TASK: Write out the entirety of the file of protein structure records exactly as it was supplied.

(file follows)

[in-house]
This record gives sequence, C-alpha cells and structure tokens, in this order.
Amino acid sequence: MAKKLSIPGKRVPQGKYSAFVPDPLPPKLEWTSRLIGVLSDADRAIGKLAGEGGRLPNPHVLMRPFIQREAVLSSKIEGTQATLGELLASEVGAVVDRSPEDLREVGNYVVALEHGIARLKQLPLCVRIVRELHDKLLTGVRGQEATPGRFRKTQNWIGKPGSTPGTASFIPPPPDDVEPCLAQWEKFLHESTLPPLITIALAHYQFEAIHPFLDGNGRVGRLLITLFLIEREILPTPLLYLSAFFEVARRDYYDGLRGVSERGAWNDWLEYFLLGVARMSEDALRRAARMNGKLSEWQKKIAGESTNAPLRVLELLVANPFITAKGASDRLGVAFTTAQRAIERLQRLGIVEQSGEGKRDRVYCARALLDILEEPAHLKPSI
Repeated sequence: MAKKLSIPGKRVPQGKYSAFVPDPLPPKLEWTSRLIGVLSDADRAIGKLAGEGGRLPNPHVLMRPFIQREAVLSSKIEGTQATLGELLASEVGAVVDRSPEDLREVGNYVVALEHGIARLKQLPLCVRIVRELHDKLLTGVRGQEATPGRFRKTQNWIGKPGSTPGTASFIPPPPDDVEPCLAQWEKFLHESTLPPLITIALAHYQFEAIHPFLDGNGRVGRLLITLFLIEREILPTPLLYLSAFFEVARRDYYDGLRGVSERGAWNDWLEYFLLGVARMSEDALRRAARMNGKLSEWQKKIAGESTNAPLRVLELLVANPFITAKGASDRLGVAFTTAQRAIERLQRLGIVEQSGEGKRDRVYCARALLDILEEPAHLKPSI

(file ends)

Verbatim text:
[in-house]
This record gives sequence, C-alpha cells and structure tokens, in this order.
Amino acid sequence: MAKKLSIPGKRVPQGKYSAFVPDPLPPKLEWTSRLIGVLSDADRAIGKLAGEGGRLPNPHVLMRPFIQREAVLSSKIEGTQATLGELLASEVGAVVDRSPEDLREVGNYVVALEHGIARLKQLPLCVRIVRELHDKLLTGVRGQEATPGRFRKTQNWIGKPGSTPGTASFIPPPPDDVEPCLAQWEKFLHESTLPPLITIALAHYQFEAIHPFLDGNGRVGRLLITLFLIEREILPTPLLYLSAFFEVARRDYYDGLRGVSERGAWNDWLEYFLLGVARMSEDALRRAARMNGKLSEWQKKIAGESTNAPLRVLELLVANPFITAKGASDRLGVAFTTAQRAIERLQRLGIVEQSGEGKRDRVYCARALLDILEEPAHLKPSI
Repeated sequence: MAKKLSIPGKRVPQGKYSAFVPDPLPPKLEWTSRLIGVLSDADRAIGKLAGEGGRLPNPHVLMRPFIQREAVLSSKIEGTQATLGELLASEVGAVVDRSPEDLREVGNYVVALEHGIARLKQLPLCVRIVRELHDKLLTGVRGQEATPGRFRKTQNWIGKPGSTPGTASFIPPPPDDVEPCLAQWEKFLHESTLPPLITIALAHYQFEAIHPFLDGNGRVGRLLITLFLIEREILPTPLLYLSAFFEVARRDYYDGLRGVSERGAWNDWLEYFLLGVARMSEDALRRAARMNGKLSEWQKKIAGESTNAPLRVLELLVANPFITAKGASDRLGVAFTTAQRAIERLQRLGIVEQSGEGKRDRVYCARALLDILEEPAHLKPSI